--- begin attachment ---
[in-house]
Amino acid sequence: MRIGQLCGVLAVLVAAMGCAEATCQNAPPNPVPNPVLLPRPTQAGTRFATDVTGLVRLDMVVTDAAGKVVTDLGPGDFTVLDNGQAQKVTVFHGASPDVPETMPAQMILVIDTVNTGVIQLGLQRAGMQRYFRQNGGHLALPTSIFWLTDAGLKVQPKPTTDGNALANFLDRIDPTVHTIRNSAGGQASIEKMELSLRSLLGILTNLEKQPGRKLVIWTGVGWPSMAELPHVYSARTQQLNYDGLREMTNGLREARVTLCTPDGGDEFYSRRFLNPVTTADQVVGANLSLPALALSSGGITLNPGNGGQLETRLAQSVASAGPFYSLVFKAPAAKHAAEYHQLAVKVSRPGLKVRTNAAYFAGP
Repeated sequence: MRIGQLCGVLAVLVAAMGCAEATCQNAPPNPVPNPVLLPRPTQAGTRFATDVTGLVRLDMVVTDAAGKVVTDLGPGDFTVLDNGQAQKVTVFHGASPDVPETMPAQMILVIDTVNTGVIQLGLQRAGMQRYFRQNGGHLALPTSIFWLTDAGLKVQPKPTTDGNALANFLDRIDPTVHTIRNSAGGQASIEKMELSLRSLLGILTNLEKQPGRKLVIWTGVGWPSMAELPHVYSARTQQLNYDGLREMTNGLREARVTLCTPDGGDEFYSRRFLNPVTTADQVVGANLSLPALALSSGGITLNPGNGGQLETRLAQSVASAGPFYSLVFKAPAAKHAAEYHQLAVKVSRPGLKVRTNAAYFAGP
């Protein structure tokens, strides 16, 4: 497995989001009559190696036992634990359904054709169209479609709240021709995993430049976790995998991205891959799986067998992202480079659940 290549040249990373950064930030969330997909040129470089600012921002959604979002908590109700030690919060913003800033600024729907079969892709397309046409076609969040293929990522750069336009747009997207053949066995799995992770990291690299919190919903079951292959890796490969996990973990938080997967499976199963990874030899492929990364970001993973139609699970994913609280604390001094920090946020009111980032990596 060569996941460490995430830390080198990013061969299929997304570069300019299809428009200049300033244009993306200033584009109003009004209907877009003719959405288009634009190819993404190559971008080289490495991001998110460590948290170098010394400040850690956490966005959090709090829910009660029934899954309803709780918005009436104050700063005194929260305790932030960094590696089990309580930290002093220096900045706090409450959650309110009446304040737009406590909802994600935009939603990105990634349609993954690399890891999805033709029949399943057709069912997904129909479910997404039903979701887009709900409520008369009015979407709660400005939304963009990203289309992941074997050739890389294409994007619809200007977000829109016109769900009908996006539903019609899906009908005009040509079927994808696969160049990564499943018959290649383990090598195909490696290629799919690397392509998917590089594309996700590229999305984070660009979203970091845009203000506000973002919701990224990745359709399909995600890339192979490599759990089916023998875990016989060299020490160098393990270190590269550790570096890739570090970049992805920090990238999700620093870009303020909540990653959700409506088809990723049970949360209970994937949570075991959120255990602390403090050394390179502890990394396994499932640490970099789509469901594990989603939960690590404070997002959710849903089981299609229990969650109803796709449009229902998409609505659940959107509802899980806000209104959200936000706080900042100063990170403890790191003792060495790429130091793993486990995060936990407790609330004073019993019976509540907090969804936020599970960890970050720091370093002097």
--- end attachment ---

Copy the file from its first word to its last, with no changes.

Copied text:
[in-house]
Amino acid sequence: MRIGQLCGVLAVLVAAMGCAEATCQNAPPNPVPNPVLLPRPTQAGTRFATDVTGLVRLDMVVTDAAGKVVTDLGPGDFTVLDNGQAQKVTVFHGASPDVPETMPAQMILVIDTVNTGVIQLGLQRAGMQRYFRQNGGHLALPTSIFWLTDAGLKVQPKPTTDGNALANFLDRIDPTVHTIRNSAGGQASIEKMELSLRSLLGILTNLEKQPGRKLVIWTGVGWPSMAELPHVYSARTQQLNYDGLREMTNGLREARVTLCTPDGGDEFYSRRFLNPVTTADQVVGANLSLPALALSSGGITLNPGNGGQLETRLAQSVASAGPFYSLVFKAPAAKHAAEYHQLAVKVSRPGLKVRTNAAYFAGP
Repeated sequence: MRIGQLCGVLAVLVAAMGCAEATCQNAPPNPVPNPVLLPRPTQAGTRFATDVTGLVRLDMVVTDAAGKVVTDLGPGDFTVLDNGQAQKVTVFHGASPDVPETMPAQMILVIDTVNTGVIQLGLQRAGMQRYFRQNGGHLALPTSIFWLTDAGLKVQPKPTTDGNALANFLDRIDPTVHTIRNSAGGQASIEKMELSLRSLLGILTNLEKQPGRKLVIWTGVGWPSMAELPHVYSARTQQLNYDGLREMTNGLREARVTLCTPDGGDEFYSRRFLNPVTTADQVVGANLSLPALALSSGGITLNPGNGGQLETRLAQSVASAGPFYSLVFKAPAAKHAAEYHQLAVKVSRPGLKVRTNAAYFAGP
């Protein structure tokens, strides 16, 4: 497995989001009559190696036992634990359904054709169209479609709240021709995993430049976790995998991205891959799986067998992202480079659940 290549040249990373950064930030969330997909040129470089600012921002959604979002908590109700030690919060913003800033600024729907079969892709397309046409076609969040293929990522750069336009747009997207053949066995799995992770990291690299919190919903079951292959890796490969996990973990938080997967499976199963990874030899492929990364970001993973139609699970994913609280604390001094920090946020009111980032990596 060569996941460490995430830390080198990013061969299929997304570069300019299809428009200049300033244009993306200033584009109003009004209907877009003719959405288009634009190819993404190559971008080289490495991001998110460590948290170098010394400040850690956490966005959090709090829910009660029934899954309803709780918005009436104050700063005194929260305790932030960094590696089990309580930290002093220096900045706090409450959650309110009446304040737009406590909802994600935009939603990105990634349609993954690399890891999805033709029949399943057709069912997904129909479910997404039903979701887009709900409520008369009015979407709660400005939304963009990203289309992941074997050739890389294409994007619809200007977000829109016109769900009908996006539903019609899906009908005009040509079927994808696969160049990564499943018959290649383990090598195909490696290629799919690397392509998917590089594309996700590229999305984070660009979203970091845009203000506000973002919701990224990745359709399909995600890339192979490599759990089916023998875990016989060299020490160098393990270190590269550790570096890739570090970049992805920090990238999700620093870009303020909540990653959700409506088809990723049970949360209970994937949570075991959120255990602390403090050394390179502890990394396994499932640490970099789509469901594990989603939960690590404070997002959710849903089981299609229990969650109803796709449009229902998409609505659940959107509802899980806000209104959200936000706080900042100063990170403890790191003792060495790429130091793993486990995060936990407790609330004073019993019976509540907090969804936020599970960890970050720091370093002097």